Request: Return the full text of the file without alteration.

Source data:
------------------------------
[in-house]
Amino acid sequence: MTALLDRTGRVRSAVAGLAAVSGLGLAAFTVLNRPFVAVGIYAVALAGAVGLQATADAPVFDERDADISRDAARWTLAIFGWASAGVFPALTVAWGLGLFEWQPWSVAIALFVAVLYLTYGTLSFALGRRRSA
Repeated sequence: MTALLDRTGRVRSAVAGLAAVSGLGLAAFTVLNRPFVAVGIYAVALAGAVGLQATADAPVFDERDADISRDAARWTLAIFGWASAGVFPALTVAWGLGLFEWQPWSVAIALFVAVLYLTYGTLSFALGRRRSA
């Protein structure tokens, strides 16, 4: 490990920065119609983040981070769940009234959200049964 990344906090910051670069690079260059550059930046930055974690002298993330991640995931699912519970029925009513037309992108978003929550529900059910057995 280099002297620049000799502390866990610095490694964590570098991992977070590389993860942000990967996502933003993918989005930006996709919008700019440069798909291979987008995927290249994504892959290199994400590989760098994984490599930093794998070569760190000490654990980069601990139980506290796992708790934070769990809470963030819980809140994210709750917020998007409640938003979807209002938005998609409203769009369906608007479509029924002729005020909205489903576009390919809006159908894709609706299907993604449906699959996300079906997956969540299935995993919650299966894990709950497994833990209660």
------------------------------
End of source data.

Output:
[in-house]
Amino acid sequence: MTALLDRTGRVRSAVAGLAAVSGLGLAAFTVLNRPFVAVGIYAVALAGAVGLQATADAPVFDERDADISRDAARWTLAIFGWASAGVFPALTVAWGLGLFEWQPWSVAIALFVAVLYLTYGTLSFALGRRRSA
Repeated sequence: MTALLDRTGRVRSAVAGLAAVSGLGLAAFTVLNRPFVAVGIYAVALAGAVGLQATADAPVFDERDADISRDAARWTLAIFGWASAGVFPALTVAWGLGLFEWQPWSVAIALFVAVLYLTYGTLSFALGRRRSA
């Protein structure tokens, strides 16, 4: 490990920065119609983040981070769940009234959200049964 990344906090910051670069690079260059550059930046930055974690002298993330991640995931699912519970029925009513037309992108978003929550529900059910057995 280099002297620049000799502390866990610095490694964590570098991992977070590389993860942000990967996502933003993918989005930006996709919008700019440069798909291979987008995927290249994504892959290199994400590989760098994984490599930093794998070569760190000490654990980069601990139980506290796992708790934070769990809470963030819980809140994210709750917020998007409640938003979807209002938005998609409203769009369906608007479509029924002729005020909205489903576009390919809006159908894709609706299907993604449906699959996300079906997956969540299935995993919650299966894990709950497994833990209660």